One of the toughest things college students face is the transition from university life to full-time work. The hours are different; the expectations are more challenging, and you often don’t have your best friends around anymore to help ease the stress.
Here are the top three challenges you’ll face in your transition to the work world and how to combat them.
Working 9 to 5
Having to be somewhere five days a week, eight hours a day is a big adjustment. You’re used to making your own schedule, blowing off class when you feel like it, and having a week off for spring break. No such luxuries in the work world. It’s a different schedule altogether.
I’ve had new grads come to work for me who confessed that sitting in front of a computer all day was hard for them. They just weren’t used to having to stay in one place all day. It’s understandable, but you don’t want to look like a slacker who can’t handle a desk job. So how can you maintain your sanity?
Take a Walk
Get out at lunch and walk. Ditch your cell phone and go electronics-free for thirty minutes. Take micro-breaks and walk the stairs in the building. Just getting your heart beat up and a change of surroundings will help.
Tell your boss you need a change of pace now and then. If there’s errands to run, parking meters to plug, lunch for the employee meeting to pick up, offer to do it. Not because you’re the lowly recent grad, but because you need to get out.
Unless your gig is to be on Snapchat all day, you’re going to have to curtail your texting and social media on the job. Yes, you can probably get away with a fair amount of online connecting throughout the day, but the price you pay is that you’re never completely engaged at work. It creates a never-ending bad feedback loop.
If you always have part of your mind on your Snapchat feed and your friends’ texts, you’re never 100% committed to your job. The inability to focus will produce lackluster work, and you won’t fully connect at work so that you can make a difference. There are plenty of studies that prove that the constant distractions and inability to focus will cost you plenty in your career.
Restrict Your Cell Phone Use
Leave your phone in your car when you go to work. I can hear you screaming from here, but just try it for a week and see how your productivity at work improves. Yes, you’ll initially feel naked without it, but the constant need for social media assurance is killing your ability to focus on the job. If you haven’t seen Simon Sineck’s video on millennials and their devices, it’s a must-see. He artfully outlines how the constant interaction with your phone is undermining your ability to relate to others and make an impact at your workplace.
After you’ve successfully weaned off the constant device checking, bring the phone into the office and leave it turned off in a desk drawer. Schedule three times a day when you will check it and stick to the schedule. Turn it off in between those times. Over time, you’ll stress less about what you’re missing and be more successful at work.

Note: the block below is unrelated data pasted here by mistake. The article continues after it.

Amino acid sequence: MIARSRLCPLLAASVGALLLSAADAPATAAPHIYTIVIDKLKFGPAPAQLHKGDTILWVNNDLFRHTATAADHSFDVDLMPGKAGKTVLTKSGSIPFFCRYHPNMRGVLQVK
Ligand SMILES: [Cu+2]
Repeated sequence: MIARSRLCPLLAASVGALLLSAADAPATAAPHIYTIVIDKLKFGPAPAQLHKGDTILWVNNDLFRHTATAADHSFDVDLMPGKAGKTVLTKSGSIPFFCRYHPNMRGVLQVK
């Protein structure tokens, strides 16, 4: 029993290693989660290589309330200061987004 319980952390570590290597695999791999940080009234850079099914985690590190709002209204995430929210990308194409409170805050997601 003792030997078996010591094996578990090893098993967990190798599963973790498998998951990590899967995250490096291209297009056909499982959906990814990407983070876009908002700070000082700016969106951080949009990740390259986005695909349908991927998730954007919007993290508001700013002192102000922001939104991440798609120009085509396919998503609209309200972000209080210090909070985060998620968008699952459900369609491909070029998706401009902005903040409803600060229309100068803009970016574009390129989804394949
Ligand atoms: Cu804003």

When you handed in an assignment at school, you knew if it was an A paper or a this-will-get-me-a-C paper. Moving into the work world is challenging because there are no C’s. You have to hand in A’s all the time, or you’ll soon be branded as the weakest link. If you hand in enough below average work, you’ll be looking for another job in short order.
Ask For Clarification
When you get a task at work, be sure to ask when it’s due and what the expectations are around it. Who is ultimately going to see the work? The CEO or an intern? Who else is counting on your contribution and how will it affect their ability to do their job? And always, always make sure you understand why this particular assignment is important. If you don’t, you may mistake something critical for busywork and cost the company money and possibly yourself a job.
No Task Is Too Small
I had a recent college grad who was assigned to upload products into a client’s website. She forgot to keep checking on the upload, and the software got stalled at product #300 out of 10,000. She didn’t notice the error all day. To her, it seemed like a boring, menial task but to the client, whose website she was supposed to update, it meant products available in an overcrowded warehouse that couldn’t be sold. It was a big deal to them. When we took her to task for her lack of attention to the assignment, she got offended and handed in her resignation. She saved us the trouble of firing her. What you do at work, no matter how small it seems, it matters. Treat it as such.
It is tough to go from classes to career. It’s a whole different set of rules and expectations. You may find it exhilarating; you may find it overwhelming. Keep in mind that every college grad you’re working with has been there. Be honest about your adjustment worries and ask for help.
Working for Yourself
And if you’re thinking that 9 to 5 and working for someone else isn’t for you, next month I’ll be sharing what agency owners around the country learned in their first year of running their own marketing firm.
Marilyn Heywood Paige is the Vice President of FiG Advertising and Marketing in Denver Colorado. She earned her Master’s in Integrated Marketing Communications from West Virginia University in 2013.
Other articles by Marilyn Heywood Paige
- Positioning Yourself for An Agency Job Even If You Have No Experience
- How To Get an Interview at An Agency
- Five Ways the IMC Program Prepared Me For Agency Work